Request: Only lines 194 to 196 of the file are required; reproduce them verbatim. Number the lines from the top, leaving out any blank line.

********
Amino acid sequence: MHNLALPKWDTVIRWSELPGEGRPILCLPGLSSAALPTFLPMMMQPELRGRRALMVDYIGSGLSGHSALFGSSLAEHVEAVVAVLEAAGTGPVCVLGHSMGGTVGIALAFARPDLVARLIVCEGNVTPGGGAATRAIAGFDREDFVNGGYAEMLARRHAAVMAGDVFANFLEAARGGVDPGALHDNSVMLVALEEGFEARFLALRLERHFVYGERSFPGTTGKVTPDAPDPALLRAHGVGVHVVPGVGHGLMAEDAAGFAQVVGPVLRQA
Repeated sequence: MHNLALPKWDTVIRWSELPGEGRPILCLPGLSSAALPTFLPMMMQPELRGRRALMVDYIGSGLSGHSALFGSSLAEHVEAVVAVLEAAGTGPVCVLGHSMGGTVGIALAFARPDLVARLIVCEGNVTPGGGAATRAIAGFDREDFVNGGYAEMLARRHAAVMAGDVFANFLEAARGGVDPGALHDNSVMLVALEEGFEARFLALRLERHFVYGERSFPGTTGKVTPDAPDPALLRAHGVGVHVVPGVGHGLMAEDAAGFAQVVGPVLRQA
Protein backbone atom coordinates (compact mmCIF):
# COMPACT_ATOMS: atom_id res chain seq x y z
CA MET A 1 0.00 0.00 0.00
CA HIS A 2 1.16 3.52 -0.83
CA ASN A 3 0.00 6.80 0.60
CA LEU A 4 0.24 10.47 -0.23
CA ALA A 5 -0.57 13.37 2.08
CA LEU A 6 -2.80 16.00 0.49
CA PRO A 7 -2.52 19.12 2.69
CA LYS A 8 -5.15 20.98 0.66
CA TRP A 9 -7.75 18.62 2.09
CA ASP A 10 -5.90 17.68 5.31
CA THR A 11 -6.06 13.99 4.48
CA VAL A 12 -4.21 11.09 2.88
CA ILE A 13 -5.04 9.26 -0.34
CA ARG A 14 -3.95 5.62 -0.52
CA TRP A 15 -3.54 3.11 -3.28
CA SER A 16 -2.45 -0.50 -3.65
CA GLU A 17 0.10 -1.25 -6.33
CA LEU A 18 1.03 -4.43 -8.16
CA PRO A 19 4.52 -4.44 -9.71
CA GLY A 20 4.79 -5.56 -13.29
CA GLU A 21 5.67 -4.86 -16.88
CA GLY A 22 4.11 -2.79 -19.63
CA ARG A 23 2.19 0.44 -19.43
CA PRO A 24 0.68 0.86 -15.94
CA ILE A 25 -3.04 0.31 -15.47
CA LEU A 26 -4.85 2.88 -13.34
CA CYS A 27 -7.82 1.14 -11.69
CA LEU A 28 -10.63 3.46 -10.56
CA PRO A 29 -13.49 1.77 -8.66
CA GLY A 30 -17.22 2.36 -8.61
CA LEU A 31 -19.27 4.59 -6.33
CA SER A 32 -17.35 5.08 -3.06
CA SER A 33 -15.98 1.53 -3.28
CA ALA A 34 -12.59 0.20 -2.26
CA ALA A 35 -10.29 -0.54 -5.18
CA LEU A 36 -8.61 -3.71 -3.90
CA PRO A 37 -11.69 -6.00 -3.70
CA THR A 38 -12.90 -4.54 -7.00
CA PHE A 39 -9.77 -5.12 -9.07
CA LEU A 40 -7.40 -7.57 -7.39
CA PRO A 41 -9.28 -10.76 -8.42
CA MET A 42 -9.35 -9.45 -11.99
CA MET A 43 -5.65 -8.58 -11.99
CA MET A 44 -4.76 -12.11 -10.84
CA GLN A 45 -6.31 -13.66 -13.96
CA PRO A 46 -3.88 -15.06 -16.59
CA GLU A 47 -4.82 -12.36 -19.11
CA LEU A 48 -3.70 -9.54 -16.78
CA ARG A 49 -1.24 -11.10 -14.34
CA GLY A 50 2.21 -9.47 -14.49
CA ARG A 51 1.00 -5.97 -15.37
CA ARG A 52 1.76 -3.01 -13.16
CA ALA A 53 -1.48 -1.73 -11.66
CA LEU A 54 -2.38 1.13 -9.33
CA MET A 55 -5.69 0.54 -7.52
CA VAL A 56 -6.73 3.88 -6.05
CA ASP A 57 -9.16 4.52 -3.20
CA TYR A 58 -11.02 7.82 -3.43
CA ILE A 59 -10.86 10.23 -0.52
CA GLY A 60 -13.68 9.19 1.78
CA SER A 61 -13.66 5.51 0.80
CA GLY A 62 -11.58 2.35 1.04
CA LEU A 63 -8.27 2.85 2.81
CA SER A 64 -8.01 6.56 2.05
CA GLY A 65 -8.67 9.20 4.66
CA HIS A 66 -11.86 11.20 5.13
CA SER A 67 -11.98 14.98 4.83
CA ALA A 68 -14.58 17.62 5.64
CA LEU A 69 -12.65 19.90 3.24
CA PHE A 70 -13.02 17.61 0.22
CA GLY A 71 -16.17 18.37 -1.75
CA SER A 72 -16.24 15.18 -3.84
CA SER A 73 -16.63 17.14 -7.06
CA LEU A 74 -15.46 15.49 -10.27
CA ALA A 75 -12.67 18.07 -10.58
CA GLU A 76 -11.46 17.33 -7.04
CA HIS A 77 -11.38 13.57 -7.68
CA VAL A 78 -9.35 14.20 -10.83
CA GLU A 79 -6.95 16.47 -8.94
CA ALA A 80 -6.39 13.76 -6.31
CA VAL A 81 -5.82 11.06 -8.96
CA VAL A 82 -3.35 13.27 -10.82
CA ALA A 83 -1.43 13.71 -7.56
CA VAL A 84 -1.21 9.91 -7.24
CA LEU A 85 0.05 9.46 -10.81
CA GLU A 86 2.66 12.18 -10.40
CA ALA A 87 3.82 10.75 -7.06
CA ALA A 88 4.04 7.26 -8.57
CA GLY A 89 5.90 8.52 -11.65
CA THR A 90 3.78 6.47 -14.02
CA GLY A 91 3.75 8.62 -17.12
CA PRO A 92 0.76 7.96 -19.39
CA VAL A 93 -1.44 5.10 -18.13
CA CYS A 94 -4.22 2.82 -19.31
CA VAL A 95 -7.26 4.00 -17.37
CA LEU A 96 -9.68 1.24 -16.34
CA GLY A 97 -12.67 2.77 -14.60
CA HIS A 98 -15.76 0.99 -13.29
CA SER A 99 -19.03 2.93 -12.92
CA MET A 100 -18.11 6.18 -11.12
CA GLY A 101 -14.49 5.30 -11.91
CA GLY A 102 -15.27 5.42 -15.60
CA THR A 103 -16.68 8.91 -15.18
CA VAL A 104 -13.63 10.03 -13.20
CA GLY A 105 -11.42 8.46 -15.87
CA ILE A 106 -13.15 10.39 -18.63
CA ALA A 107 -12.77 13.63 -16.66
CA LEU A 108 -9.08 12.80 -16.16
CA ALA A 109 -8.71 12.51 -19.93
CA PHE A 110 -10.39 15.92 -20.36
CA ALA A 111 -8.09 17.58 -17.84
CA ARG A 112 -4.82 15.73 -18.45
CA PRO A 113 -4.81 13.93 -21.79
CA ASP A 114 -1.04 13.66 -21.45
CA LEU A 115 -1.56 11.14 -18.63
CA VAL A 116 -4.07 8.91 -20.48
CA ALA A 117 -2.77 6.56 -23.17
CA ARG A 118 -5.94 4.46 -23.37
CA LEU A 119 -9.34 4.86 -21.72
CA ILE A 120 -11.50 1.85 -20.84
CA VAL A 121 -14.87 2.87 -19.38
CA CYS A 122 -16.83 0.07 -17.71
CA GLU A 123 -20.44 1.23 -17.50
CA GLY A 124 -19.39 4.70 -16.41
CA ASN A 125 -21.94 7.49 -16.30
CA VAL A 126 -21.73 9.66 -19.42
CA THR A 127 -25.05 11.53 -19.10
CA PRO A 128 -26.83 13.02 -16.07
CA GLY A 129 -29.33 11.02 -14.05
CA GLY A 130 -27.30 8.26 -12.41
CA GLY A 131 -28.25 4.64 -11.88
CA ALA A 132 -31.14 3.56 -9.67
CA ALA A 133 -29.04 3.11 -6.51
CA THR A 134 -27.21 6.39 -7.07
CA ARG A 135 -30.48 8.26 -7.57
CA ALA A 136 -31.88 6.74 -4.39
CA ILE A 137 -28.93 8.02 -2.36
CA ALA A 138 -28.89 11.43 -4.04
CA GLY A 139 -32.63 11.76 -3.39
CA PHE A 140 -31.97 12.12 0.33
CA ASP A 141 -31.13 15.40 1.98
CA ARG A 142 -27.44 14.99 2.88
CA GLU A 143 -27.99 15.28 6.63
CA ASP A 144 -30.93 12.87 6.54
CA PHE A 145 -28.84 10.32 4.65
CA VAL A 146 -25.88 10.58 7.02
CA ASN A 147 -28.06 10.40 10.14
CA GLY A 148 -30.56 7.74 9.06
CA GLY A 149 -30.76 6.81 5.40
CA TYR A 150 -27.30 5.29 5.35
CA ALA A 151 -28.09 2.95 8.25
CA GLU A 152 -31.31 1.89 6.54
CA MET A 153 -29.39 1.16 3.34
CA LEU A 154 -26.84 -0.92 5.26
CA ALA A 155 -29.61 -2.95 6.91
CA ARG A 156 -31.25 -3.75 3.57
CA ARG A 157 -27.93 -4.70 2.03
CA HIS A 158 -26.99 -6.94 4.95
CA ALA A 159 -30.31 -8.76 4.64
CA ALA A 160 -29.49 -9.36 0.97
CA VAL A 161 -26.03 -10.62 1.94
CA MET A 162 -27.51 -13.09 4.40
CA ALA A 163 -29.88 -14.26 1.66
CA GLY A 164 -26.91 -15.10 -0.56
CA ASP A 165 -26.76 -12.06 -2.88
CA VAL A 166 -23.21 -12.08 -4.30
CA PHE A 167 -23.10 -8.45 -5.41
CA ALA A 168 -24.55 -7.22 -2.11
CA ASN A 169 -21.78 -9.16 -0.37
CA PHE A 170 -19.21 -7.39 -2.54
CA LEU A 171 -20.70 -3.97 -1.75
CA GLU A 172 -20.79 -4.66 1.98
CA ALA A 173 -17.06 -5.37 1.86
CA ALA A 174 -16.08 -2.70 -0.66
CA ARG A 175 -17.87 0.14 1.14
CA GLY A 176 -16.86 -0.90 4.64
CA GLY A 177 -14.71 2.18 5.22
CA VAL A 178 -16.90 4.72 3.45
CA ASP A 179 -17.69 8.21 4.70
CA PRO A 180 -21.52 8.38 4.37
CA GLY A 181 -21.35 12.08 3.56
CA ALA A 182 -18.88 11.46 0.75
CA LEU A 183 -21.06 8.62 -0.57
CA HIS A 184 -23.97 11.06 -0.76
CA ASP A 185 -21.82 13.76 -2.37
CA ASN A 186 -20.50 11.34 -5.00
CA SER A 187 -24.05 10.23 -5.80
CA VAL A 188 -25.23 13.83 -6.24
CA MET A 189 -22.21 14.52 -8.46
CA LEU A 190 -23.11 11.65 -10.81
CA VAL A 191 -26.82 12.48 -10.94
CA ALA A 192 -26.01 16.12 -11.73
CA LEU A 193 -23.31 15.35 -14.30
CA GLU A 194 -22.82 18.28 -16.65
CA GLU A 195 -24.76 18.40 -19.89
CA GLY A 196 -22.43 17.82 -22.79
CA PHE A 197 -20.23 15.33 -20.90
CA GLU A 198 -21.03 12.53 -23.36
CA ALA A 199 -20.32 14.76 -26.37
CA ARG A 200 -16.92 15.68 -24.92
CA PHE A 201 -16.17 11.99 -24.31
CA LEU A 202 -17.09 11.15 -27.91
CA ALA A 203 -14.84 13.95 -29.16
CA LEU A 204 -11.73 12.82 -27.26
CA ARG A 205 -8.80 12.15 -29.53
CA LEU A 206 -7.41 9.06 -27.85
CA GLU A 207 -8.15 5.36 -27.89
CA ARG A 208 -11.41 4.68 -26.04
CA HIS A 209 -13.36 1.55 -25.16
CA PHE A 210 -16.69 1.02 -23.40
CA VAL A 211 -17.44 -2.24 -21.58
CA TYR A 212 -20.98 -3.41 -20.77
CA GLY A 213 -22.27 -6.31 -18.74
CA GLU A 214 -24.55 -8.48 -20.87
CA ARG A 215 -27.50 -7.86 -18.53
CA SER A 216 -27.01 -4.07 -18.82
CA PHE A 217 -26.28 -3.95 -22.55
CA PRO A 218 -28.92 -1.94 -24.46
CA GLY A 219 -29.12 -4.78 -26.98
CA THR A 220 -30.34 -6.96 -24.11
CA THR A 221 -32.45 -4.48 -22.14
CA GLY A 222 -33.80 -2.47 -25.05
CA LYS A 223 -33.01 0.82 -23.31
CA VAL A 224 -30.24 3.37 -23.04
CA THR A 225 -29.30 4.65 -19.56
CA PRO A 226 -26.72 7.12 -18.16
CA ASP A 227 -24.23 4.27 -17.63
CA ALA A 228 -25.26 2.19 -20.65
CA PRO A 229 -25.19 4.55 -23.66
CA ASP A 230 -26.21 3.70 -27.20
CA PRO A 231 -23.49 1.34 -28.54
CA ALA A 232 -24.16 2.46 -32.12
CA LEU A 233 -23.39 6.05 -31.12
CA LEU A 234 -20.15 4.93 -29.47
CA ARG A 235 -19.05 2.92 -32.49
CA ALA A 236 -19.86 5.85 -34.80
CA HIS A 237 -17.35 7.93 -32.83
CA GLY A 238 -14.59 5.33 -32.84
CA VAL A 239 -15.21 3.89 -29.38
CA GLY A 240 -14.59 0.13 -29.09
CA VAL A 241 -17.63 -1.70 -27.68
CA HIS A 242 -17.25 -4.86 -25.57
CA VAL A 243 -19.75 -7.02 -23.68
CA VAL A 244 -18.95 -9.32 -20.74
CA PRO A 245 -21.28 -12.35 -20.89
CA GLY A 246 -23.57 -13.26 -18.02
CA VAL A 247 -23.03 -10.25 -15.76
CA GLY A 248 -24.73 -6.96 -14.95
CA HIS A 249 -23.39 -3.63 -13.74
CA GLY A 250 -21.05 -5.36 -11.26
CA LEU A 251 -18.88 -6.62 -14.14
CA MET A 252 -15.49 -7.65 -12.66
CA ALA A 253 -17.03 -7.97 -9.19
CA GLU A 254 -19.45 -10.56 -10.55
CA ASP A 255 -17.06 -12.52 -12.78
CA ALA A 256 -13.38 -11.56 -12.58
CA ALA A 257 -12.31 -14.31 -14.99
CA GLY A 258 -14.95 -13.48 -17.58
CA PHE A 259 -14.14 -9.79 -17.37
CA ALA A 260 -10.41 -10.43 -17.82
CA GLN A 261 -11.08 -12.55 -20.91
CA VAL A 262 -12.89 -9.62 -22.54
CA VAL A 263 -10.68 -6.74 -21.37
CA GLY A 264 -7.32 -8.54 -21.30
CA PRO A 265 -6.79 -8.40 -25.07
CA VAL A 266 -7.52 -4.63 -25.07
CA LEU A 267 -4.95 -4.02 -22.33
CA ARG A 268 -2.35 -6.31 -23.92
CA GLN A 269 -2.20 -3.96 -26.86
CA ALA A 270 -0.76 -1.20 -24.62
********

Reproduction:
CA LEU A 190 -23.11 11.65 -10.81
CA VAL A 191 -26.82 12.48 -10.94
CA ALA A 192 -26.01 16.12 -11.73